Chicago Fed's Charlie Evans called the drop in rates at the longer-end of the Treasury yield curve "extraordinary," falling just short of screaming "sell, sell, sell bonds" and threw wrench in the Fed's policy path by noting "raising rates at the wrong time would be catastrophic." So it is noteworthy that damage control appears to have been engaged this morning by no lesser Fed mouthpiece than Wall Street Journal's Jon Hilsenrath. Reminding the public of Bill Dudley's fears, when he argued the Fed had the wrong reaction to lower long rates in the 2000s, a mistake that might have contributed to the housing boom that ended disastrously; when instead the Fed should push rates higher sooner or more aggressively than planned.
Citing "softening market conditions influenced by oil," US Steel has issued lay-off warnings to 756 workers in the US... Layoffs will begin in early March as both Ohio and Texas plants will be idled.
There "Is" Blood: Energy Services Firm Civeo Cuts Headcount 45% & Guidance By 30%, Suspends DividendSubmitted by Tyler Durden on 12/29/2014 17:51 -0400
In what we suspect will be the first of many, Houston-based Civeo (which provides workforce accomodation to the oil industry) has crashed over 20% after-hours (after being down over 65% since September already) following the total carnage of its earnings report.
- *CIVEO HAS CUT U.S., CANADA HEADCOUNT BY 45%, 30% FROM EARLY '14
- *CIVEO SEES 2015 REV $540M-$600M, EST. $817.3M
Apparently having not only (Jana) but two (Einhorn) activist hedge funds is not nearly sufficient to send a stock soaring to all time highs, especially when said stock can no longer afford to buy back its own stock.
And just like that Grexit is back.
It appears that with a few short days left in the year, the Santa rally is finally over, if only in Greece where both bonds and stock are tumbling after the third vote for PM Samaras' appointed presidential appointee Stavros Dimas concluded as many had expected: in failure, with 168 Greek lawmakers voting in favor of Dimas, well short of the 180-vote threshold needed. 132 voted against Mr. Dimas. This means that the "worst case" scenario - at least as described by Goldman - is now on deck: a snap general election that could bring the anti-bailout Syriza party to power. And speaking of Syriza, and its triumphant leader Samaras, moments ago he announced that the now inevitable Greek elections will take place on January 25: pencil that date in for even more turmoil.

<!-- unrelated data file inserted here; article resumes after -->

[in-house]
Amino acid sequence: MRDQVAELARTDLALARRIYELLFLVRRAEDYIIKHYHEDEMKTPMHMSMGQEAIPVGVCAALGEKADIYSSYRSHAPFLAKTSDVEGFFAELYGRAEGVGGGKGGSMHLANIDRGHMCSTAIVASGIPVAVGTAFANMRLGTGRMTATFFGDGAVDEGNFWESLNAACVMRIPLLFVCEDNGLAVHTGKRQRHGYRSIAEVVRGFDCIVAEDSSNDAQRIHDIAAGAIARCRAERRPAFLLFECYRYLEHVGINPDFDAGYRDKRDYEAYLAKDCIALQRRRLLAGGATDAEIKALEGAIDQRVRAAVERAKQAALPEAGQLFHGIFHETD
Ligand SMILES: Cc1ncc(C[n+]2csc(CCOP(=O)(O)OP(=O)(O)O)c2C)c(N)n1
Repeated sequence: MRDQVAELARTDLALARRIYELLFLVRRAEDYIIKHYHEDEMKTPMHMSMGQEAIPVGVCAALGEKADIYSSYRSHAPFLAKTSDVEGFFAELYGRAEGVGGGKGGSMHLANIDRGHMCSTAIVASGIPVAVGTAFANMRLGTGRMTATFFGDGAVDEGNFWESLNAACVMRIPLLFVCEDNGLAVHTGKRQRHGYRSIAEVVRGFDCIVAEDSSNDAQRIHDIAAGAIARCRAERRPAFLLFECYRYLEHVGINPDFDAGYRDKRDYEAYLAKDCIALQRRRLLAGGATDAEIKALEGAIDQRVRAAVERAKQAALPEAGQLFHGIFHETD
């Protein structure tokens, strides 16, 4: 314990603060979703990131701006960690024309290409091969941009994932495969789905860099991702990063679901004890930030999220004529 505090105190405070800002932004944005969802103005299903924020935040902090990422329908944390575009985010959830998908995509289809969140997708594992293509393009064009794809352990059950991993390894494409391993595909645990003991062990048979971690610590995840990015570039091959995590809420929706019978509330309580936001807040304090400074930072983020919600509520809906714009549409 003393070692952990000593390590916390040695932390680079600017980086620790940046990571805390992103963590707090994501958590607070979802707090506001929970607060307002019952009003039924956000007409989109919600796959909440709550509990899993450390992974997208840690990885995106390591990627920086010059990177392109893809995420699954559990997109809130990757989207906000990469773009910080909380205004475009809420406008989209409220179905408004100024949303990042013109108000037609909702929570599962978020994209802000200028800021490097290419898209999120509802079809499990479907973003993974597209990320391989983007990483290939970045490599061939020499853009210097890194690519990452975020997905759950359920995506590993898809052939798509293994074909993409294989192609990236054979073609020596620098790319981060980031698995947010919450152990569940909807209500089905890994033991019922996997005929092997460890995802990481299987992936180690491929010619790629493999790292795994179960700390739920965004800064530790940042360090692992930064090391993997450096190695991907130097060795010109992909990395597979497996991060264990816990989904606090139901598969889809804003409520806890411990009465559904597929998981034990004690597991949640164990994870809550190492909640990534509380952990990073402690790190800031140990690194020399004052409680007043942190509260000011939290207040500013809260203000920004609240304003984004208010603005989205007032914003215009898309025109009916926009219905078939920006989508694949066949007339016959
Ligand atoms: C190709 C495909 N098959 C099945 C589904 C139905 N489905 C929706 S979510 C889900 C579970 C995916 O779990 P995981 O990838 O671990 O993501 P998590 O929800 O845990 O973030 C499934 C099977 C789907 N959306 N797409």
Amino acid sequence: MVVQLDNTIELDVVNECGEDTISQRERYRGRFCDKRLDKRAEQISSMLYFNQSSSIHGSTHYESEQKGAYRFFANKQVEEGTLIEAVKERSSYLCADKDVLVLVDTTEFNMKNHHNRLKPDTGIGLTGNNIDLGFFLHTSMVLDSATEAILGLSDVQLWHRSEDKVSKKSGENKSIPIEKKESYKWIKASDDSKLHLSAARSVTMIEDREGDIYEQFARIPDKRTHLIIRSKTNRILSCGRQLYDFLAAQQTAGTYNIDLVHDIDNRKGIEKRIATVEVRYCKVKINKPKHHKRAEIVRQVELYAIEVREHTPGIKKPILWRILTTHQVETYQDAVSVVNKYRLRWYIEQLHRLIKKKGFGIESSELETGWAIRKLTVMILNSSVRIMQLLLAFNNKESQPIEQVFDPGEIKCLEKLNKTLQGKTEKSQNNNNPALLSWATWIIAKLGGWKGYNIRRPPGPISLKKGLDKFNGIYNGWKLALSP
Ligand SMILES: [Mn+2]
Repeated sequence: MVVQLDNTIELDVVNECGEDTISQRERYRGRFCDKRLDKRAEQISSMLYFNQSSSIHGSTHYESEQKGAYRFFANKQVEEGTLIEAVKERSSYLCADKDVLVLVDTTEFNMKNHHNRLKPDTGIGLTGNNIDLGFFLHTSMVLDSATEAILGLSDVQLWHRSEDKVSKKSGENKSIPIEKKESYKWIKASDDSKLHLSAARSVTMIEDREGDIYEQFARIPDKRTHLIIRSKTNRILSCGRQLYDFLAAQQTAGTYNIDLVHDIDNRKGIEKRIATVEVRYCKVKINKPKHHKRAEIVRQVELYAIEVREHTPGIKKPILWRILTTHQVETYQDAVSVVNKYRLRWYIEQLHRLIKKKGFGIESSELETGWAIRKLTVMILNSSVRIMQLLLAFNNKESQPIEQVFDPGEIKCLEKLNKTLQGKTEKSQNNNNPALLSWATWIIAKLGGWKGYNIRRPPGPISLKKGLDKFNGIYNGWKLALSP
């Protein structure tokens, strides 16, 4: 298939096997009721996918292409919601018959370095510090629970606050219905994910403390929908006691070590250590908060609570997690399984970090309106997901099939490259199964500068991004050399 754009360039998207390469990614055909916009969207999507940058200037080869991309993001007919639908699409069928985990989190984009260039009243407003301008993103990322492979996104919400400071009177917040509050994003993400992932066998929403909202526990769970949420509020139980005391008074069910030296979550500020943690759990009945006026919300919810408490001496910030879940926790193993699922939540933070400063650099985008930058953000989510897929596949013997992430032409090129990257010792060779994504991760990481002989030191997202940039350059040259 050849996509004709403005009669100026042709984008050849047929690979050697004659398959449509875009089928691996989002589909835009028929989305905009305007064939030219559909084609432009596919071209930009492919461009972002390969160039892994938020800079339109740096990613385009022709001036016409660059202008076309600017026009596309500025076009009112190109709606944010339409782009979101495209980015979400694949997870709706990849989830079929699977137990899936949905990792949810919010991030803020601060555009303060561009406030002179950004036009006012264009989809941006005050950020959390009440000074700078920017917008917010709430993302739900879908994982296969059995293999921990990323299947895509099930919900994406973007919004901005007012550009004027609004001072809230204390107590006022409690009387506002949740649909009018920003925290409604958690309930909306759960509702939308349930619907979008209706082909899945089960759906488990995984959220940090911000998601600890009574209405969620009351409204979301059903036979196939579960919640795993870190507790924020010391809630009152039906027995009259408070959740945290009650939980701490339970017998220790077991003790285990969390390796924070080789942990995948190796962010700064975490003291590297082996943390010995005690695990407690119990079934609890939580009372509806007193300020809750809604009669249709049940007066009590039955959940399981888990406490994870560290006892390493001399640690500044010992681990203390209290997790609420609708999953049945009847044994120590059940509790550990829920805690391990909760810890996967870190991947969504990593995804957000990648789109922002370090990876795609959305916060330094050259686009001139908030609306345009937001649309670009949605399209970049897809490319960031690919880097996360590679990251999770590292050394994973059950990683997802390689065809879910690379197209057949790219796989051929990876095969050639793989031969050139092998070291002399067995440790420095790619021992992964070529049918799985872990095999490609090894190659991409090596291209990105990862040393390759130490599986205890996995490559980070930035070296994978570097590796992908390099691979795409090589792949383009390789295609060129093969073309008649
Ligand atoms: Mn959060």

"Current equity valuations provide no margin of safety for long-term investors. One might as well be investing on a dare..."
The US dollar closed higher against all the major currencies during the holiday shortened week. The lack of liquidity may have exaggerated the weakness of Swedish krona and Norwegian krone, the poorest performing major currencies. Both lost about 1.5% against the greenback.
The least weak currencies were in the dollar-bloc. The Canadian and New Zealand dollars were practically flat, and the Australian dollar slipped 0.2%. The euro and sterling slipped about 0.5%, while the yen shed 0.7% of its recent gains.
- Japan inflation slows to 14 month low, output slips (Reuters)
- Russia says ruble crisis over as reserves dive, inflation climbs (Reuters)
- Ruble rebounds sharply from lows as exporters sell dollars (Reuters)
- Xbox, PlayStation Networks Attacked, Hackers Claim Credit (BBG)
- Sony’s ‘The Interview’ Packs Theaters Without Violence (BBG)
- Oil edges above $60 as Libyan output slumps (Reuters)
- Shoppers’ Late Rush Gives Hope to Retailers (WSJ)
- Japan says close to deal with South Korea and U.S. on North Korea defense (Reuters)
- NYPD Arrests Seven for Threats After Slayings of Officers (BBG)
It appears that the Q4 earnings season "bloodbath" predicted by harbinger Jefferies is right on track. According to Citigroup, Q4 is shaping up to be nothing short of a disaster for bank earnings. To wit: "Primary revenues decreased 17% yoy over Oct-Nov, notably impacted by weaker lending trends, per Dealogic industry data. Issuance revenues also declined while advisory revenues increased slightly. Loans revenues fell 61% yoy over Oct-Nov with leveraged finance particularly lower, given weaker market conditions [ZH: uhm, market hit all time highs in both October and Novemer?!]. By contrast, DCM revenues increased 11% over the same period, primarily driven by higher IG issuance (+27% yoy), partially offset by lower HY, down 12%." Which is odd: remember how everyone said banks are being punished for low volatility? Apparently the only thing worse for banks than zero/low vol was... high vol.